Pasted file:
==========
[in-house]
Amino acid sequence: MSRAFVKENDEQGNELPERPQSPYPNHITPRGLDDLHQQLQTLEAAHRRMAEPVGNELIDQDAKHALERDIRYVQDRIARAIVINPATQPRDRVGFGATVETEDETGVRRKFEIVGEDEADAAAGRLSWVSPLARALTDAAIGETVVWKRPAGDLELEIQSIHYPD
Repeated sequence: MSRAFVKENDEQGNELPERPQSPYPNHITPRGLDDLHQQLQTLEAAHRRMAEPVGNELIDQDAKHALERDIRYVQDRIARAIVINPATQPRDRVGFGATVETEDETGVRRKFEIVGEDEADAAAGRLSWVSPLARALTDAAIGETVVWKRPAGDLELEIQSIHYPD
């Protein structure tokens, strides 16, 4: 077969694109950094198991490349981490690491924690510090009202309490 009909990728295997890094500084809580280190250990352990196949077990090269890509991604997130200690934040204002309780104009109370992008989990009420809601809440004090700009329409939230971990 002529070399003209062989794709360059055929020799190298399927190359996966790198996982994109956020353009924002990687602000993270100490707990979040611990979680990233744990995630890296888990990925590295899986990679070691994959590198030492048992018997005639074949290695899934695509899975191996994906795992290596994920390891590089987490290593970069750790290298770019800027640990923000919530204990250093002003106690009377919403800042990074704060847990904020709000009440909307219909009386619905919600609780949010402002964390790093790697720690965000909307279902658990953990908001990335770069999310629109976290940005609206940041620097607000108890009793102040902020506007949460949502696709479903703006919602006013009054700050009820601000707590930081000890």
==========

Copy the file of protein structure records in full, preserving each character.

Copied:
[in-house]
Amino acid sequence: MSRAFVKENDEQGNELPERPQSPYPNHITPRGLDDLHQQLQTLEAAHRRMAEPVGNELIDQDAKHALERDIRYVQDRIARAIVINPATQPRDRVGFGATVETEDETGVRRKFEIVGEDEADAAAGRLSWVSPLARALTDAAIGETVVWKRPAGDLELEIQSIHYPD
Repeated sequence: MSRAFVKENDEQGNELPERPQSPYPNHITPRGLDDLHQQLQTLEAAHRRMAEPVGNELIDQDAKHALERDIRYVQDRIARAIVINPATQPRDRVGFGATVETEDETGVRRKFEIVGEDEADAAAGRLSWVSPLARALTDAAIGETVVWKRPAGDLELEIQSIHYPD
């Protein structure tokens, strides 16, 4: 077969694109950094198991490349981490690491924690510090009202309490 009909990728295997890094500084809580280190250990352990196949077990090269890509991604997130200690934040204002309780104009109370992008989990009420809601809440004090700009329409939230971990 002529070399003209062989794709360059055929020799190298399927190359996966790198996982994109956020353009924002990687602000993270100490707990979040611990979680990233744990995630890296888990990925590295899986990679070691994959590198030492048992018997005639074949290695899934695509899975191996994906795992290596994920390891590089987490290593970069750790290298770019800027640990923000919530204990250093002003106690009377919403800042990074704060847990904020709000009440909307219909009386619905919600609780949010402002964390790093790697720690965000909307279902658990953990908001990335770069999310629109976290940005609206940041620097607000108890009793102040902020506007949460949502696709479903703006919602006013009054700050009820601000707590930081000890």